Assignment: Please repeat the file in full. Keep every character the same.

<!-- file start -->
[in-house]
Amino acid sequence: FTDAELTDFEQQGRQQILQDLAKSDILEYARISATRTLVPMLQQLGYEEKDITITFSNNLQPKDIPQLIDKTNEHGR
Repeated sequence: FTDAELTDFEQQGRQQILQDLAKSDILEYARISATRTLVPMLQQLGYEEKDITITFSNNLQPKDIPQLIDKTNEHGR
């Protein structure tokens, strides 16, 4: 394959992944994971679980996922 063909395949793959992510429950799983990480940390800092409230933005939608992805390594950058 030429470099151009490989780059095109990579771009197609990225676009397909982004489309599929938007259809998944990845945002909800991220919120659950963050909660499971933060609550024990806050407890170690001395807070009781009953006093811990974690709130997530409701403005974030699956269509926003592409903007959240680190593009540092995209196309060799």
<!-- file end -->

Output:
[in-house]
Amino acid sequence: FTDAELTDFEQQGRQQILQDLAKSDILEYARISATRTLVPMLQQLGYEEKDITITFSNNLQPKDIPQLIDKTNEHGR
Repeated sequence: FTDAELTDFEQQGRQQILQDLAKSDILEYARISATRTLVPMLQQLGYEEKDITITFSNNLQPKDIPQLIDKTNEHGR
């Protein structure tokens, strides 16, 4: 394959992944994971679980996922 063909395949793959992510429950799983990480940390800092409230933005939608992805390594950058 030429470099151009490989780059095109990579771009197609990225676009397909982004489309599929938007259809998944990845945002909800991220919120659950963050909660499971933060609550024990806050407890170690001395807070009781009953006093811990974690709130997530409701403005974030699956269509926003592409903007959240680190593009540092995209196309060799």